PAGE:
In Conversation With… John Grimes
July 24, 2014
We are regularly in conversation with a plethora of leading figures in the property, investment, finance and charity sectors, many of whom are guest authors for PRSupdate. The purpose of this feature is to get them to discuss the topics and issues that are currently affecting the Private Rented Sector.
If you would like to take part in an In Conversation piece then please do get in touch with us.
Today we are in conversation with John Grimes, Managing Director at Drummond House Developments Ltd.
John, can you tell us a little about your background?
I have been working in property for over forty years now. By the time I was 20 I was managing a team of hot shot sales negotiators for an estate agency before becoming a junior partner in a surveyor’s practice at 25. From there I went into Property Development and House Building, becoming Managing Director of Persimmon Homes (Thames Valley) Ltd, a company I started from scratch with the backing of the main board.
In 1990 I commenced building and dealing with sites on my own account, entering Joint Ventures and so on. In 2003 I founded Drummonds Property Rentals Ltd as I had been involved as a Landlord (and indeed as a tenant at times) over the years and could see an interesting future for the Private Rented Sector (PRS).
What challenges are faced by the Private Rented Sector?
The rental market has evolved, and continues to do so, to meet the demand for places to live. In the latter part of the 20th century the drive to own a home resulted in an imbalance between rented and owner-occupied property that had not been seen before in this country, or in our European neighbours. Whilst there were winners in this boom there were also losers and a rebalancing was inevitable.
The PRS is now being recognised for the important role it has to play and the biggest challenge I see it facing is the lack of understanding of the rental market by those in power. This seems to lead to populist knee jerk reactions when producing legislation.
What are your thoughts on the current level of regulation in the Private Rented Sector?
Current regulation is confused and seems not to understand that renting is separate from owning. This may sound like an obvious position to understand, and in some ways it is, but the “hammer to crack a nut” philosophy abounds and often creates more issues than it resolves.
To address this there needs to be more consultation with those of us who have been at the coal face of the industry for a while. The layers upon layers of hastily produced legislation, to repair cracks as they appear, is pointless and helps only to delay the serious, and much needed, reforms.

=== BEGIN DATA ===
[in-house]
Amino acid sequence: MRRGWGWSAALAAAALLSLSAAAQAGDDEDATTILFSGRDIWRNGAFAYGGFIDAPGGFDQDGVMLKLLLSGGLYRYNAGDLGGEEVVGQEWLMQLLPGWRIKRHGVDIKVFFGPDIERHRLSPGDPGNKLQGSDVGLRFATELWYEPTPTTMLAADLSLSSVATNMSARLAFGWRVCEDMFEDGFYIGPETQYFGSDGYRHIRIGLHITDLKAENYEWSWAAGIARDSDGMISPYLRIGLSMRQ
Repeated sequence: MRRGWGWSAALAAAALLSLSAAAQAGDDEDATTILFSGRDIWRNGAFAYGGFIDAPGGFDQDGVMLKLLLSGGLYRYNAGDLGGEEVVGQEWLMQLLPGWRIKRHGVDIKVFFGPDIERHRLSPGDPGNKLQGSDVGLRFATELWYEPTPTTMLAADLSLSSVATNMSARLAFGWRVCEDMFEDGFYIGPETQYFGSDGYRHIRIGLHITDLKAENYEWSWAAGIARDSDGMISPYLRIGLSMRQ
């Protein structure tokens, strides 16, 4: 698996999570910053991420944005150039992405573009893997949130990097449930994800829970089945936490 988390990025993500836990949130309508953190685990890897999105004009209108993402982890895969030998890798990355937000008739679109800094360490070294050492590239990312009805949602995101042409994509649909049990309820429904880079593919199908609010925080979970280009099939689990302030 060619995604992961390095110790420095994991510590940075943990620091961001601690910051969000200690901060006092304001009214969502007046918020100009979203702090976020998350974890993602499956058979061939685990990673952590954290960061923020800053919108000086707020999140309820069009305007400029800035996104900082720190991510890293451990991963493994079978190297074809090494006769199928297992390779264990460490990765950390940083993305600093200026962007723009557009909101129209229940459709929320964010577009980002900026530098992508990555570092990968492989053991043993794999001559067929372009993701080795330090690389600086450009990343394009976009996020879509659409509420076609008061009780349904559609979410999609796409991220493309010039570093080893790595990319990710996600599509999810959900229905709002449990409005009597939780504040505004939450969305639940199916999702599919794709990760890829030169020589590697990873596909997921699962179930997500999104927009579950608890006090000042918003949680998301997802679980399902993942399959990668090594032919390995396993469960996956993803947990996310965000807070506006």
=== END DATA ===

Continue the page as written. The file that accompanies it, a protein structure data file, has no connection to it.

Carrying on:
What are your thoughts on Ed Miliband’s backing of a blanket ban on lettings agency fees?
Ed Miliband’s backing of a ban on Lettings fees serves to illustrate my previous point nicely. Scotland has always had its own law banning them but regulators there had not enforced it thoroughly as those North of the border could see that there was a better system in the South and had been allowed to emulate it through a lack of policing. As I understand it, the enforcement of the law has started to create chaos. It’s just like a balloon; when you stand on it bulges start to appear elsewhere.
Things are done differently with Scottish property, always have been, so the political pressure applied by Shelter and Unite, using Scotland as an example and with a total lack of understanding of the real world in the South, has caused Mr Milliband to cave in to their demands and back policies with no proof that they would work.
What do you believe can be done by government to tackle the rogue elements within the Private Rented Sector?
All successful sectors attract rogues businesses and operators, banking is a good example of this. But the industry should not all be tarred with the same brush just because of the actions of a minority.
The Association of Residential Letting Agents, along with the other professional bodies, should be shown greater respect. It is an organisation that works day in, day out at the sharp end of the sector to make sure that tenancies work successfully, and fairly, for all involved. It would help them greatly if some form of licensing was to be introduced.
I believe that finding a solution to ridding us of the parasites (that have been attracted by the suggestions that a quick buck can be made) could be achieved if all parties would formally consult to a time scale to achieve a clear understanding of how to effectively stamp out bad practices.
Lastly, is there anything you would like to mention that we’ve not already covered?
I believe there will be no quick fix for the PRS and I dread that the sticking plaster approach, that appears to prevail currently, will continue. The sooner we get started on a joined up solution the better for all concerned, both tenants and landlords.